In Vitro Regulatory Properties of OT-I T Cells Activated by Exposure to OVA-Pulsed, TGF-β2–Pretreated PECs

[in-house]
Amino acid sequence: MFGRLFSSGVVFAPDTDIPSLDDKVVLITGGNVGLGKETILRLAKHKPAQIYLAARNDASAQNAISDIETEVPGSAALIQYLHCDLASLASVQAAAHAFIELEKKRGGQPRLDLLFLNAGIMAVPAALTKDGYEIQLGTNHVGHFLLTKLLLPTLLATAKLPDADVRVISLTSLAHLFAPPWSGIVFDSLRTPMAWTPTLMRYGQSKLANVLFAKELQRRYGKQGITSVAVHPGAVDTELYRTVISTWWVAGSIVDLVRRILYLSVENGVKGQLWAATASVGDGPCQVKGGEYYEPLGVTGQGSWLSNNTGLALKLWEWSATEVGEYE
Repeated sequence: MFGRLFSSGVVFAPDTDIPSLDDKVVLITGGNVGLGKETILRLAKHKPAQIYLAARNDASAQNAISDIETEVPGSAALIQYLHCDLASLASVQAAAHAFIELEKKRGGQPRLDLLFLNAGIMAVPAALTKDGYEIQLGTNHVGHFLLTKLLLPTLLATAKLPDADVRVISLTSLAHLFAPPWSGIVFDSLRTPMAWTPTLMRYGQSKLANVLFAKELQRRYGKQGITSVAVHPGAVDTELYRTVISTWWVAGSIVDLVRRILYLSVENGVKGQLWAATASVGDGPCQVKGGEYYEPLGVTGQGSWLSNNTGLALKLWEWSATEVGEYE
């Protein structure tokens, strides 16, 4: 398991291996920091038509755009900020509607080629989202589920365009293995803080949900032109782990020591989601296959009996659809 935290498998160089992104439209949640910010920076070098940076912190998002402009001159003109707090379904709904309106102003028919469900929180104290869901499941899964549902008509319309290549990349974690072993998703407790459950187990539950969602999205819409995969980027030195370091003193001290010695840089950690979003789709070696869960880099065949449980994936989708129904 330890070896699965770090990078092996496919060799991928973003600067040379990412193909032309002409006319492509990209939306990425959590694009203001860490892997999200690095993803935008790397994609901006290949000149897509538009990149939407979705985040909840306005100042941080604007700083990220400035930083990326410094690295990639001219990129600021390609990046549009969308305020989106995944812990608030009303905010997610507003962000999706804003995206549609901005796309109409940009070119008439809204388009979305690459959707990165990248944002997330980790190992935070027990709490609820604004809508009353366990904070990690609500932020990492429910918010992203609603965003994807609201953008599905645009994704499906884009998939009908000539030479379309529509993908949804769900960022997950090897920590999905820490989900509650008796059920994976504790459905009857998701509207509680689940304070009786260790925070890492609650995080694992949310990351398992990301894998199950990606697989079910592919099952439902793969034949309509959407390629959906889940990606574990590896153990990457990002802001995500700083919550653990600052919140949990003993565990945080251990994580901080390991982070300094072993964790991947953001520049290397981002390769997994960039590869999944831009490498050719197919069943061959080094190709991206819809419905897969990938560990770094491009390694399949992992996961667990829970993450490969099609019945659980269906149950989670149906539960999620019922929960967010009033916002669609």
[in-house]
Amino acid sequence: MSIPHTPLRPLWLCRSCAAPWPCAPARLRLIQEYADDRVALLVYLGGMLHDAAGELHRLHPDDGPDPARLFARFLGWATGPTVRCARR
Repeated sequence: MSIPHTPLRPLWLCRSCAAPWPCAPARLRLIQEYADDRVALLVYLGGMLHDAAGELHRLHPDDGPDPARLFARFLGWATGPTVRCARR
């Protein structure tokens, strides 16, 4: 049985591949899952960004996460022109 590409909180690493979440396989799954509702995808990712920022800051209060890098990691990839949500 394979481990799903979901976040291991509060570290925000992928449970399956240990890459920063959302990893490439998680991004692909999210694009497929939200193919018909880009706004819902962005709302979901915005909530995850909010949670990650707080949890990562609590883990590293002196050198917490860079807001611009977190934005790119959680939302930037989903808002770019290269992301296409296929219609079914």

Based on the preceding results, which indicated that OT-I T cells exposed to OVA-pulsed, TGF-β–pretreated PECs had been activated but failed to secrete T1-type cytokines and lost their cytotoxic capacity, we next examined the possibility that these in vitro–activated cells might have acquired alternative, regulatory properties. Specifically, we examined whether in vitro–activated OT-I T cells were able to regulate the responses of in vivo–primed OVA-specific T cells. In the first of these experiments, we examined the effects of in vitro–activated OT-I T cells on the capacity of OVA-primed T cells to proliferate in vitro in response to OVA. OT-I T cells were stimulated with OVA-pulsed, TGF-β2–pretreated PECs for 72 hours, then washed and exposed to X-irradiation (2000 R). In separate culture dishes, freshly prepared PECs were cultured overnight with OVA, then washed and plated as “stimulators” in a 96-well culture plate. T cells obtained from C57BL/6 mice immunized 1 week previously with OVA plus CFA were added to these cultures as “responders,” and then X-irradiated OT-I T cells were added as “regulators.” In positive control cultures, X-irradiated OT-I T cells that had not been pretreated with TGF-β, or X-irradiated naïve C57BL/6 T cells were added as regulators. In negative controls, naïve C57BL/6 T cells were used as responders. Proliferation responses were measured after 72 hours of culture. The results of a representative experiment are displayed in Figure 4A . In positive controls, T-cell proliferation was readily apparent when OVA was present in the culture, whereas in cultures containing X-irradiated OT-I T cells activated in vitro with TGF-β–treated PECs proliferation was sharply curtailed. Similar results were obtained in cultures of 48 and 96 hours’ duration.